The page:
With an MFA in Creative Writing from UBC, Kayla Czaga is the online poetry mentor for Simon Fraser University’s The Writer’s Studio. Her debut collection, For Your Safety Please Hold On (Nightwood Editions, 2014), received the Gerald Lampert Memorial Award and nominations for the Governor General’s Award for Poetry and the BC Book Prizes’ Dorothy Livesay Poetry Prize. Her poems, featured in various publications, have earned recognition, including wins in prestigious competitions like The Fiddlehead’s Ralph Gustafson Poetry Prize and ARC Poetry Magazine’s Poem of the Year Award. Czaga lives with her wife in Victoria.

Meghan Kemp-Gee

Meghan Kemp-Gee

Meghan Kemp-Gee writes poetry, comics and scripts of all kinds. She has also worked as a writing teacher, screenplay consultant and ultimate frisbee coach. She received her BA from Amherst College and MA and MFA from Chapman University. She won the Poetry Society of America 2014 Lyric Poetry Award. Her work has also appeared in Copper Nickel, Helen: A Literary Magazine, The Rush, Switchback and Skyd Magazine. She currently lives somewhere between Vancouver and Fredericton, where she is a PhD student at the University of New Brunswick.

Anna Moore. Image courtesy www.cbc.ca

Anna Moore

Anna Moore writes poetry, fiction and the occasional essay. She holds a BFA in creative writing from the University of Victoria and is currently working on a poetry collection about sports and other rituals. Moore made the 2020 CBC Poetry Prize longlist for her work, Lacuna and The Fishermen. She has work appearing in Grain, The Scores, The Antigonish Review, and Contemporary Verse 2. She currently resides in Victoria.

Barbara Nickel

Barbara Nickel

Originally from Saskatchewan and a graduate of Goshen College in Indiana, Barbara Nickel holds an MFA in Creative Writing from UBC. She has a versatile writing career, contributing poetry for adults published in various magazines and anthologies, including The Walrus and Best Canadian Poetry 2021. Notably, her collection The Gladys Elegies (Coteau Books, 1997) received the Pat Lowther Award. In the realm of children’s literature, her titles such as Hannah Waters and the Daughter of Johann Sebastian Bach (Puffin Canada, 2006) and A Boy Asked the Wind (Red Deer Press, 2015) have garnered recognition, with the former winning a B.C. & Yukon Book Prize. Barbara’s recent works include the poetry collection Essential Tremor (Caitlin Press, 2021) and the children’s novel Dear Peter, Dear Ulla (Thistledown Press, 2021) the latter having received accolades and nominations. Barbara lives in Yarrow, BC, with her husband and two sons.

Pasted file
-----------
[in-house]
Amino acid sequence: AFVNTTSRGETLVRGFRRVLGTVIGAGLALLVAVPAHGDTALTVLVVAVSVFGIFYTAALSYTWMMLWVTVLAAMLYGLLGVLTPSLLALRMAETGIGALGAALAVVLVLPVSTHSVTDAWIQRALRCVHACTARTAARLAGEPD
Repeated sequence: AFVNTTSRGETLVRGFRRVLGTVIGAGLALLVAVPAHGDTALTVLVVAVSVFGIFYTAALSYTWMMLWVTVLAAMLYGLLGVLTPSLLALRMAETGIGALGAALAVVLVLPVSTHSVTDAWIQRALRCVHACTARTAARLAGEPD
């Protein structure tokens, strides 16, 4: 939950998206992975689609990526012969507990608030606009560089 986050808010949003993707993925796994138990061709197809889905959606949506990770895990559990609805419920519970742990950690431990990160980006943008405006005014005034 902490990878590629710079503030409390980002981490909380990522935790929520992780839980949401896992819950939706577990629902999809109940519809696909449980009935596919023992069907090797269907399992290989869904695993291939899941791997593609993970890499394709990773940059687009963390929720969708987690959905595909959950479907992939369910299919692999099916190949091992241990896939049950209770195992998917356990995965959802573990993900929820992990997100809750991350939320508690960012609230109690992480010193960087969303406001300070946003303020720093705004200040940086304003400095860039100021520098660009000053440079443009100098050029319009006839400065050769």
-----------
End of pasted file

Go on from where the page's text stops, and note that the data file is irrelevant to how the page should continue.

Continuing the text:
Tolu Oloruntoba

Tolu Oloruntoba

Tolu Oloruntoba, originally from Ibadan, Nigeria, practiced medicine before becoming an acclaimed poet. His poetry collections, The Junta of Happenstance (Anstruther, 2021) and Each One a Furnace (McClelland & Stewart, 2022), have earned him recognition, including the Canadian Griffin Poetry Prize and Governor General’s Literary Award. Oloruntoba explores existential and metaphysical themes, intertwining them with reflections on urban life, mental health and immigration. Beyond his literary pursuits, he is engaged in healthcare management. In 2022, Oloruntoba served as the League of Canadian Poets Anne Szumigalski Lecturer and is a Civitella Ranieri fellow. He currently resides in Surrey.

Matt Rader. Image courtesy Zac Whyte

Matt Rader

Raised in the Comox Valley on Vancouver Island, Matt Rader studied poetry at the University of Victoria. He is the author of seven books, his latest collection of poems titled Ghosthawk (Nightwood, 2021), written about the wildflowers he encountered in the mountains, canyons and woodlands of his home in the Okanagan Valley. His latest work was shortlisted for the Dorothy Livesay Poetry Prize in 2022. Rader’s work has appeared in Best Canadian Poetry, Geist, The Walrus, Wales Arts Review, The Fiddlehead and The Malahat Review. Rader is a core member of the Department of Creative Studies at UBC Okanagan where he lectures in creative writing.

Meaghan Rondeau

Meaghan Rondeau

Meaghan Rondeau studied classics and philosophy in Calgary and Seattle. She found herself in Vancouver, pursuing a MFA in Creative Writing at UBC, focusing on poetry and (very liberal) translation from Latin, ancient Greek and Old English. She also writes plays, nonfiction, satire, poetry, short fiction (that’s inappropriate for most contexts), nonfiction and rap lyrics. Her work has appeared in The Moose and Pussy and Room magazines, and she was shortlisted for Room’s poetry contest in 2013.